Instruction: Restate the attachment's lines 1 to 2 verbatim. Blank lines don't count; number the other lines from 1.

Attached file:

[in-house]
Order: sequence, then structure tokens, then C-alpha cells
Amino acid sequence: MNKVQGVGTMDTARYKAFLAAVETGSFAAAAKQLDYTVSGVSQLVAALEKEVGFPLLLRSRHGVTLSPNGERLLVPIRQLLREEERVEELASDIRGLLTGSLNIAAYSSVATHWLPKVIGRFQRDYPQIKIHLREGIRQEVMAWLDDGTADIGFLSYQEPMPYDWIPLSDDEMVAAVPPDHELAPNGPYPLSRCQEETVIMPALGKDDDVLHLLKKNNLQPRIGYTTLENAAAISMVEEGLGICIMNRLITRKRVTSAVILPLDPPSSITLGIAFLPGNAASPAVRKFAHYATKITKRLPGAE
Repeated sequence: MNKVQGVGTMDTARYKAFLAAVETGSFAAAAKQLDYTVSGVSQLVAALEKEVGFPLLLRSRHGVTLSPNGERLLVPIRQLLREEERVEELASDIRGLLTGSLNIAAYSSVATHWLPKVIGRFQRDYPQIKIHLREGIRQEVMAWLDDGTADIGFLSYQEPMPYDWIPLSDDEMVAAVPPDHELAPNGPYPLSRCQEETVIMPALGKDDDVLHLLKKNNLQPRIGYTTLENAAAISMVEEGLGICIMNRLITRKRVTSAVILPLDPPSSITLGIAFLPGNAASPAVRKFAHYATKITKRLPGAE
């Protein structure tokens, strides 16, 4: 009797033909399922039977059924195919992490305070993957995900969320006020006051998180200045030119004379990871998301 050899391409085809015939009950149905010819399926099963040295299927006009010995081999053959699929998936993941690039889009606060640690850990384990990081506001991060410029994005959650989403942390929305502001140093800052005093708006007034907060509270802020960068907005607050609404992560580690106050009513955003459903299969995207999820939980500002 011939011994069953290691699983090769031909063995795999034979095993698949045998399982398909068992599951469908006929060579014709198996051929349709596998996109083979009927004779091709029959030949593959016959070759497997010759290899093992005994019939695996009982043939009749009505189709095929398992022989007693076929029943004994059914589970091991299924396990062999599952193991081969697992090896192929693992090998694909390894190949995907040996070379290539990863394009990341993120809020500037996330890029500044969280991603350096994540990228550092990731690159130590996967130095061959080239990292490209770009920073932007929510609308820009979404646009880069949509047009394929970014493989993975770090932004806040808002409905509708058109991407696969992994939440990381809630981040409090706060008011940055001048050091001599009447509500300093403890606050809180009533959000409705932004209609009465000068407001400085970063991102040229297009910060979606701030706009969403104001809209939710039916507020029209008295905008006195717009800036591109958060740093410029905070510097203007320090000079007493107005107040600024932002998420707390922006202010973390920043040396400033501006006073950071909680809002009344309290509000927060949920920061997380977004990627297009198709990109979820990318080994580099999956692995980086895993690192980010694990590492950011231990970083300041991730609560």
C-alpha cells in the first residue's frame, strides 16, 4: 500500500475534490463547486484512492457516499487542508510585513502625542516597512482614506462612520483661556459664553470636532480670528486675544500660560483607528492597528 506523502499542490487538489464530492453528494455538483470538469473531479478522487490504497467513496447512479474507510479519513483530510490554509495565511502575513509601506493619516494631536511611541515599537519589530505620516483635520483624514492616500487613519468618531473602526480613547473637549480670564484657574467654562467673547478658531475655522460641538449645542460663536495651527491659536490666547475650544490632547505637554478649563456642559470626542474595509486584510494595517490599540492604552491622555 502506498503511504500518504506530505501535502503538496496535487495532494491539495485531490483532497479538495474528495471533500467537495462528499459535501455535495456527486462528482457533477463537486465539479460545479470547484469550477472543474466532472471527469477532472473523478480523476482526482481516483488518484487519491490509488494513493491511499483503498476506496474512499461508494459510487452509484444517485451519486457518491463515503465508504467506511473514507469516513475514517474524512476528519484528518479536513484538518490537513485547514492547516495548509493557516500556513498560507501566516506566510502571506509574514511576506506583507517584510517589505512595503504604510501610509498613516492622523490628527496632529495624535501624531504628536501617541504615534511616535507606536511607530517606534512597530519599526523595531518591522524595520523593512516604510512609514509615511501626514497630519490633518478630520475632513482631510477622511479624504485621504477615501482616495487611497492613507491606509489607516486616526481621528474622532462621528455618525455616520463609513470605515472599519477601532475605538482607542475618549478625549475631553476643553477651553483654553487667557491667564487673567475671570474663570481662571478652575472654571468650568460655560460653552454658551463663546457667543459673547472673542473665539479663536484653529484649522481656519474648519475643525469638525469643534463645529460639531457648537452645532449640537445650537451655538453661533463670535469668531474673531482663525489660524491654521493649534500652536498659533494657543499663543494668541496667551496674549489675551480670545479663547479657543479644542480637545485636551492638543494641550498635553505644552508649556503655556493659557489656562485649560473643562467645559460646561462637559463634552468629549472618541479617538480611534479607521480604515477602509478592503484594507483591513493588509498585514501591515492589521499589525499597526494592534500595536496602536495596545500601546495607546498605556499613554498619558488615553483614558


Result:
[in-house]
Order: sequence, then structure tokens, then C-alpha cells